ReplyDelete
  4. Wow, this is a tough one. Can you do something other than write a letter? For instance, how about postcards? Or a package--now, that might seem like more than a letter, but if it's impersonal, toiletries and some snacks, say, and that would work for Frankie? Or a funny card with just a couple lines on it.

    ReplyDelete
  5. Write the boy. New to you, but in summary, was a CPS worker for 7 years and am now foster parent. So I know a bit about this, mostly from seeing the effects of things for so many years on so many kids.

    I have seen a lot of teens take on this you owe me attitude. In my opinion (for whatever it's worth), it's a kind of defense mechanism. Saying they want to leave and pushing you to the limit is a way or hurting before you get hurt.
    So although you CANNOT take him into your home for the sake of your own family, letting him know you love him and care for his well being will be a benefit in the long-run. Most likely not now, but later in his life.

    To make this an even longer comment, I'll throw out an example~
    I had a 15 year old girl with a similar attitude and issues. She and I had great rapport, I even had her over to my house for Thanksgiving. She met my family, then decided she was going to live with me. I politely told her although I thought she was a wonderful girl and I hoped we always remained friends, it would not happen. I wrote her a letter telling her all the things I loved about her, and that she was going to be a wonderful adult if she stayed clean and focused and all that.
    She went AWOL shortly after.
    2 years later, this being a few months ago, I got a call from her sister in another state. The teen had found her way to her, and they were working on getting her back into counseling. Sister told me teen still had my number, written on the back of the letter I wrote. Teen said she read the letter when she wanted to use then chose not to.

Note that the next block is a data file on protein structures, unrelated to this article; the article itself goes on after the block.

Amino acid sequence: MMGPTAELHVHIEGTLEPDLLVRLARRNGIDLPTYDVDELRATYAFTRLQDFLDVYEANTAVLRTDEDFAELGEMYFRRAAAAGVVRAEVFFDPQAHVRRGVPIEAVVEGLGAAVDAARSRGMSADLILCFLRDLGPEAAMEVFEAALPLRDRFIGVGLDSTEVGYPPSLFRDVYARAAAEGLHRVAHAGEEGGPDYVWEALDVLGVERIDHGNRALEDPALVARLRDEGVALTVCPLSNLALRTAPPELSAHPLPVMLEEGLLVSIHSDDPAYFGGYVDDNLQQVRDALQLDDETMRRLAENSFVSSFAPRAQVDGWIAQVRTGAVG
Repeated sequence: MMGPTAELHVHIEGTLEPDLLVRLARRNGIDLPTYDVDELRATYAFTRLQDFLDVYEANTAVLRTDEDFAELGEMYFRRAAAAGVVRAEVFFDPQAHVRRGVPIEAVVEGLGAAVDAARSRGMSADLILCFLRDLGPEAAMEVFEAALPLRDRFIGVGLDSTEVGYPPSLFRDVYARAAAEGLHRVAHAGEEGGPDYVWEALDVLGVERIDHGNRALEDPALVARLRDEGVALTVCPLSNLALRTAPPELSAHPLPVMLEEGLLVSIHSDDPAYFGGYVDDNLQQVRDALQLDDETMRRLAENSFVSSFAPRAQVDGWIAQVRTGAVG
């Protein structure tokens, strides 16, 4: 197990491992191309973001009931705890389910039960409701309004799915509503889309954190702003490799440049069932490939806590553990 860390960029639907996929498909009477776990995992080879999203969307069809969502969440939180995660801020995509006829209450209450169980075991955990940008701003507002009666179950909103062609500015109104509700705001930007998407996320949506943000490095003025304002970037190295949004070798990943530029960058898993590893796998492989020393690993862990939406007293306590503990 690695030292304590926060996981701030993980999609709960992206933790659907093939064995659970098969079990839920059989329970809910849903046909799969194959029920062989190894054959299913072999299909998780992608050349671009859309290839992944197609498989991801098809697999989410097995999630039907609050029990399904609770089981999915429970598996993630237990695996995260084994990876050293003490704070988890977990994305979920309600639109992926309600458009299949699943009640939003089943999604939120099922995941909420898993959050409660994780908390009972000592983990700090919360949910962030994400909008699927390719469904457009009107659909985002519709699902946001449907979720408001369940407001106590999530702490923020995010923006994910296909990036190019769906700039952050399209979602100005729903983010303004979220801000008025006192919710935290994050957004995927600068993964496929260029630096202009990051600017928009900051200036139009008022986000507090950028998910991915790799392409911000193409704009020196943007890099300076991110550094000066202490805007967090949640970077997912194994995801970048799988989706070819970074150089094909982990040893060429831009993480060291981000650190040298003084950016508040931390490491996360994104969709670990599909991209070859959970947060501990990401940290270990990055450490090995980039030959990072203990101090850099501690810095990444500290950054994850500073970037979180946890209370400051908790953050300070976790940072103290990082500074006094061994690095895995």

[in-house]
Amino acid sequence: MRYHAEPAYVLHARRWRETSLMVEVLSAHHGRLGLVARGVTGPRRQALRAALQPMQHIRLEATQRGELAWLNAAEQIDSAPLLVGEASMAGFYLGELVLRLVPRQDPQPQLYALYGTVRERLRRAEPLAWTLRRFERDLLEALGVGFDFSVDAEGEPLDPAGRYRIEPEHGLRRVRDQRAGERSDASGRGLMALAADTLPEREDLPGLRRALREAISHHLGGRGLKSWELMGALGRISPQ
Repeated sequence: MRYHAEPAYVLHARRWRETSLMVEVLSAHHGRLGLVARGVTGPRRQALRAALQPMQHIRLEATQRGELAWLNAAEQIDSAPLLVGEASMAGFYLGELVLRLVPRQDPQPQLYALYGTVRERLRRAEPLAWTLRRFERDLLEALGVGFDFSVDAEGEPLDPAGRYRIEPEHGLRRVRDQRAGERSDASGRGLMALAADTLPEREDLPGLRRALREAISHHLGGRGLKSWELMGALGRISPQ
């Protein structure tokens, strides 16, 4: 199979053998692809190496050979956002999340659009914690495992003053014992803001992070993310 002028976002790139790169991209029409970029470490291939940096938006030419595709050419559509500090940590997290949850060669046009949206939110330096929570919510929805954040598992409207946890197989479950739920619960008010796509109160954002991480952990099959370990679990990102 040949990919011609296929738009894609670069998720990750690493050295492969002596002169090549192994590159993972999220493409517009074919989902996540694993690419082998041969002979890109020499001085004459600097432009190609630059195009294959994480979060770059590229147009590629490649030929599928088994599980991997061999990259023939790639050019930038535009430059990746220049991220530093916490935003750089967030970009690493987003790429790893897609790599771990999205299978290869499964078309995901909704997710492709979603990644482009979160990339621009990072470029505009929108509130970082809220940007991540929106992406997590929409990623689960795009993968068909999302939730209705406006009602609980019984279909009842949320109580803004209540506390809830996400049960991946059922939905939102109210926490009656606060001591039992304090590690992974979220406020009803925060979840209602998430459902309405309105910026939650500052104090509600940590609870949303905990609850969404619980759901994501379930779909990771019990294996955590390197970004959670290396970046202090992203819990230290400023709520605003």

Take it for what you will, but your gut that these kids get lost in the system and loose any person who ever cared about them is correct. You set your boundaries, but you throw as much love as you can over the top of them.

    ReplyDelete
  6. You're definitely going to have to maintain boundaries and that's not going to be easy. My guess is that more than once you're going to have the uncomfortable job of telling him that he can't come to your house. And he's going to be hurt. But the letters and contact will let him know that he's important to you even if he can't be in your family.

    ReplyDelete
  7. I have been thinking about this all day, and after hours of thought, I still don't have any kind of advice to give you. I can see both ways, writing and not writing as being ultimately, acts of kindness and love. Tell you what. You do what you think is best, and I will write something completely supportive of your decision.

    ReplyDelete
  8. This comment has been removed by the author.

    ReplyDelete
  9. I think the letters would help both you and Frankie - you because you want to write the letter despite what it may or may not cause and he because he needs to know that someone (even the foster mom he "only" spent 10 weeks with) cares.

    I can completely understand the desire to not write though and I think that sometimes we have to do what we have to do to take care of us.

    As you've already said there are pros and cons to both actions. I hope whatever you decide you begin to feel more at peace with it.

    ReplyDelete

Comments will be open for a little while, then I will be shutting them off. The blog will stay, but I do not want either to moderate comments or leave the blog available to spammers.